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How Mumbo-Jumbo Conquered the World

A Short History of Modern Delusions

By Francis Wheen
  • Read in 12 minutes
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  • Contains 7 key ideas
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How Mumbo-Jumbo Conquered the World by Francis Wheen

How Mumbo-Jumbo Conquered the World (2004) takes a detailed look at irrational tendencies and how they have come to pervade and pervert the modern world. These blinks walk you through bogus philosophies, from neoliberal political and economic dogma that predominated in the 1980s to New Age gurus peddling hollow advice and false hope.

Key idea 1 of 7

The dominant economic theory of neoliberalism is bad for society at large.

Have you ever wondered why rich people keep getting richer while the poor only fall deeper into poverty?

The answer boils down to the fundamental philosophy that shapes most mainstream Western politics, whether on the right or left of the political spectrum: neoliberalism. Neoliberalism is a belief that free markets rather than government intervention are the path to economic prosperity.

This belief is often associated with the “supply-side” economics that rose to popularity in the 1980s. However, supply-side economics was just a clever rebranding of the long debunked “trickle down” theories, which said the rich getting richer would allow wealth to run “downhill” within a society to lower- and middle-class people.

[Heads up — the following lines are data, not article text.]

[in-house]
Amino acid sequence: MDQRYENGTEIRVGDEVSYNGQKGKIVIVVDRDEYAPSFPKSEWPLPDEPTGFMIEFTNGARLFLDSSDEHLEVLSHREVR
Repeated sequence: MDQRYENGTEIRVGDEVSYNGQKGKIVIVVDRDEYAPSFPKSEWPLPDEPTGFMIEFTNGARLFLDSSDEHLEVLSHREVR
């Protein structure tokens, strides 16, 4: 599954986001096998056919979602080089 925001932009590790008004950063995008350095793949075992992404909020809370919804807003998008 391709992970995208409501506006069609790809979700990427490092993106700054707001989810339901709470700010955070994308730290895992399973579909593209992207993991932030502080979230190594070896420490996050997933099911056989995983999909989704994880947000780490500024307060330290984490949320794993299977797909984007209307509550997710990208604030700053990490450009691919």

The proponents of this philosophy maintain that such a system is far more effective at redistributing wealth than government. But history tells a different story. In fact, the neoliberal policies that entered the UK and US mainstream in the 1980s have proven disastrous.

For instance, as the UK Conservative Party entered office in 1979, then-Prime Minister Margaret Thatcher began slowly dismantling the welfare state, a social safety net set up at the end of World War II.

She slashed government spending in her first year in power and such policies quickly proved detrimental to the country. For instance, inflation rose by 11 percent, the manufacturing sector hit a deep recession and by the end of Thatcher’s third year, unemployment had risen from 5.7 percent to 13 percent.

Meanwhile, on the other side of the Atlantic, Ronald Reagan entered the Oval Office in 1981, cutting the top income tax rate from 70 percent to 50 percent. As a result, the national debt went from $900 billion to $3 trillion over a five-year period.

These policies decimated the working and middle classes. Under Reagan, real wage levels dropped and jobs were offshored to cheaper labor markets such as China. The result was a ten percent unemployment rate in 1982, the highest since the Great Depression.

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